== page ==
Emotional Intelligence Leads to Good Moods and Creativity in the Workplace
Emotional intelligence is good for influencing many workplace outcomes, but can it really lead to creativity in the workplace? Some past researchers believed that the two had nothing to do with each other. They said that emotional intelligence was about figuring out the single best way to handle an emotional situation and creativity was about brainstorming many different ways of doing things. These almost sound like opposite strategies. But new research (Parke, Seo, Sherf, 2015) has found that skills and strategies associated with emotional intelligence can ultimately lead to more creativity in the workplace.
Which Type of Personality Leads to Workplace Safety?
Workplace safety is a major concern for organizations. Accidents involving employees can jeopardize the safety of everyone at work, and be enormously costly for employers, in terms of lawsuits, insurance, and lost productivity. Research has long extolled the virtues of creating a safety climate, which means setting organizational policy to reflect the fact that safe behavior is important, expected, and will be rewarded. But there is another way to make sure that employees engage in safe practices on the job. We can hire “safer” people in the first place. The authors of the current study (Beus, Dhanani, & McCord, 2015) wanted to identify the personality traits that are associated with safe behavior.
The Strange Story Behind Situational Judgment Tests: What Do They Really Measure?
Situational judgment tests are often used during employee selection. They present the job applicant with a series of situations that may be encountered on the job. For example, one situation might include an anecdote about a co-worker encouraging you to steal. For each situation, several different responses are listed. Applicants simply choose the response that seems most appropriate. Because these tests are (hopefully) designed by I-O psychologists or other highly trained experts, certain answers are designed to reflect behavior that is consistent with good job performance. The more the applicant choses these “good” answers, the more certain we are that the applicant will succeed on the job if hired.
Intelligence Testing in Selection: New Developments
Intelligence testing in selection is often critical because intelligence allows employees to innovate and problem solve. This article (Agnello, Ryan, & Yusko, 2015) reviews the most up-to-date perspectives for conceptualizing and measuring intelligence.
The Role of Storytelling in Effective Structured Job Interviews
It’s no surprise that I-O psychologists recommend using structured job interviews when selecting someone for a position. This is because structured interviews are far better predictors of performance than are informal, unstructured interviews. As part of a structured interview, two types of questions may be asked – situational questions (e.g., “What would you do if you disagreed with your supervisor?”) or behavioral questions (e.g., “Tell me about a time that you disagreed with your supervisor”).
Can Proctored Internet-Based Selection Tests Really Stop Cheating?
In order to curb potential cheating, many organizations have started using remotely proctored internet tests. But do they actually work? And could they have unintended consequences?
How to Design a Resume That Will Get You Hired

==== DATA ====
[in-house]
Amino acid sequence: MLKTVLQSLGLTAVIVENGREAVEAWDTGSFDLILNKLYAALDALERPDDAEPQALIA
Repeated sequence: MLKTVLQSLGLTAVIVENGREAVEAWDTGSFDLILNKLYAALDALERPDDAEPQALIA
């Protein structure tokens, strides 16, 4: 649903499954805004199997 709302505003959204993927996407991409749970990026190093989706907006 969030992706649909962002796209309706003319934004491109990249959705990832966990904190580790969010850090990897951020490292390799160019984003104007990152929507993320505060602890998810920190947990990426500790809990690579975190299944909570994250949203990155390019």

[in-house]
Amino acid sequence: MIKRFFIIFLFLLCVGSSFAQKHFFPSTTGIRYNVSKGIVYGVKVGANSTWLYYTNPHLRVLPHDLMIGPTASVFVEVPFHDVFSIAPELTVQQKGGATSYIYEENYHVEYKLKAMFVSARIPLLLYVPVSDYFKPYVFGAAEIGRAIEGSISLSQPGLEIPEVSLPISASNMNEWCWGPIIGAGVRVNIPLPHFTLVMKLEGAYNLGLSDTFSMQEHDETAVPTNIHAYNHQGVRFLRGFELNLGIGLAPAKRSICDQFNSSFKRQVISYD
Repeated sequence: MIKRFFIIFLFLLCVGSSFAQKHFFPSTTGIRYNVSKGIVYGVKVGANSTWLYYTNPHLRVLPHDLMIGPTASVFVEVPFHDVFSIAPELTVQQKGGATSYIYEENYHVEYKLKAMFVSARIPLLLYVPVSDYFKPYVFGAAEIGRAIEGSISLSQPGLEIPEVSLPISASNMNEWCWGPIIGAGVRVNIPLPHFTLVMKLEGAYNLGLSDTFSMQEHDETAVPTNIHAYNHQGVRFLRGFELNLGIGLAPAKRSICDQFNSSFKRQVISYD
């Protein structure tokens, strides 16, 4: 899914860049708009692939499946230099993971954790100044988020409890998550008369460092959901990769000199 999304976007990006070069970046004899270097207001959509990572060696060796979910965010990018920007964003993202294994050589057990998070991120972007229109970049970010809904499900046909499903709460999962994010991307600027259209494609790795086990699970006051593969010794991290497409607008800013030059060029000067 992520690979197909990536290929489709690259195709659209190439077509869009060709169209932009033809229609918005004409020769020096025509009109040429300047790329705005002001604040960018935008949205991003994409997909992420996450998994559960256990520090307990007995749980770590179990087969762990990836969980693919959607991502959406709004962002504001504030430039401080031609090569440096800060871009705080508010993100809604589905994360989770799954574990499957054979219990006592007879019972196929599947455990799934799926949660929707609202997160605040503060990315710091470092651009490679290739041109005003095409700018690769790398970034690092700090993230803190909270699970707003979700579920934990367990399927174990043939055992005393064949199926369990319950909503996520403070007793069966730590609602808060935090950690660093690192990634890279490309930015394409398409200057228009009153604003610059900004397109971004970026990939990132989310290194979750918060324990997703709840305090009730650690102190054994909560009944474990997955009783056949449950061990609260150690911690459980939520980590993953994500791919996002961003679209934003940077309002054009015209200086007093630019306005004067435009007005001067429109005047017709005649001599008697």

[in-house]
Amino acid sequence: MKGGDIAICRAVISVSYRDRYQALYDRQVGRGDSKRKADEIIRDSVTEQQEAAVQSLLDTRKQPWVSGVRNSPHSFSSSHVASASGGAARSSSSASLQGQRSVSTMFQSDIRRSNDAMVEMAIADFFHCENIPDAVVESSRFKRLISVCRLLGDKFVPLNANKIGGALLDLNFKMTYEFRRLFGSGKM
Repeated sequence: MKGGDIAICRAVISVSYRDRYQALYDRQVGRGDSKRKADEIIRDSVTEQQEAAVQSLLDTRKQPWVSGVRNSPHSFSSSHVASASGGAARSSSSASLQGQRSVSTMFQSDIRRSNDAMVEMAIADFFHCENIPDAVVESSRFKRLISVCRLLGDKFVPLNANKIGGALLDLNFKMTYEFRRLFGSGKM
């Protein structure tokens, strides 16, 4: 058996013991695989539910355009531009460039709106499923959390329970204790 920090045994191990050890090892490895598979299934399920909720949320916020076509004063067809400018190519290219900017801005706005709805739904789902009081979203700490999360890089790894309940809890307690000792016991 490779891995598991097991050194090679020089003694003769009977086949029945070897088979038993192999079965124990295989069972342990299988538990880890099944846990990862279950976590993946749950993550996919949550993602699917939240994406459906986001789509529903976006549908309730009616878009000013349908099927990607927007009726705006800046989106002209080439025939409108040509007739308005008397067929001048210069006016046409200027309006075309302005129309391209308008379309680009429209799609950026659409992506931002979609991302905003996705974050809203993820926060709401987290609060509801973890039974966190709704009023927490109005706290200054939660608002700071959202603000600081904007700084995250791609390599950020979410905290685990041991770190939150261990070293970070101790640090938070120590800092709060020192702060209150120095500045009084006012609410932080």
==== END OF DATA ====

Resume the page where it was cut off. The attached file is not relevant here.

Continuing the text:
When writing your resume, you probably thought about how potential employers might perceive you. Many articles and books give advice regarding what to include and how to design a resume, but many of those authors don’t actually agree on what method works best. A recent exploratory study discovered what personality traits people attribute to different parts of your resume, and how hirable they might make you appear.
Intelligence Testing: Is It Always the Smartest Thing to Do?
Smart employees tend to be better at doing their jobs. This is considered one of the most important findings in the history of I-O research. Meta-analysis, which is a method of compiling results from many different researchers and studies, has shown that intelligence (or general mental ability) is associated with better job performance for basically any job. But there are other important components that make organizations successful besides narrowly-defined task performance (parts of a job that are in the job description). New research (Gonzalez-Mulé, Mount, & Oh, 2014) investigates whether intelligence can also predict other measures of workplace success.
Specific Cognitive Abilities Can Benefit Selection Programs
Organizations oftentimes use specific cognitive abilities to help select people for jobs. Selection itself is important because organizations can sometimes waste millions of dollars in training people who don’t have the right aptitude, aren’t motivated, or who don’t fit minimum requirements for the job. When an organization selects employees, it often uses an assessment process to try and find the “right people.” This assessment often involves tests of general cognitive ability, which is basically what we’d consider overall intelligence. What if organizations could fine tune these processes so that they were more successful in identifying those who may succeed in a training context or in a job? Recent research findings offer a possible way to do this.
Avoiding Adverse Impact: Selection Procedures That Increase Organizational Diversity
Using cognitive tests as part of an employee selection process will generally help more than various other methods (such as interviews) to ensure the selection of better performing individuals. There are some methods that are slightly better predictors of performance, but cognitive tests have proven to be a mainstay.
Unfortunately, the use of such tests can lead to discriminatory hiring practices against minority groups, who often score below their white counterparts due to a variety of factors.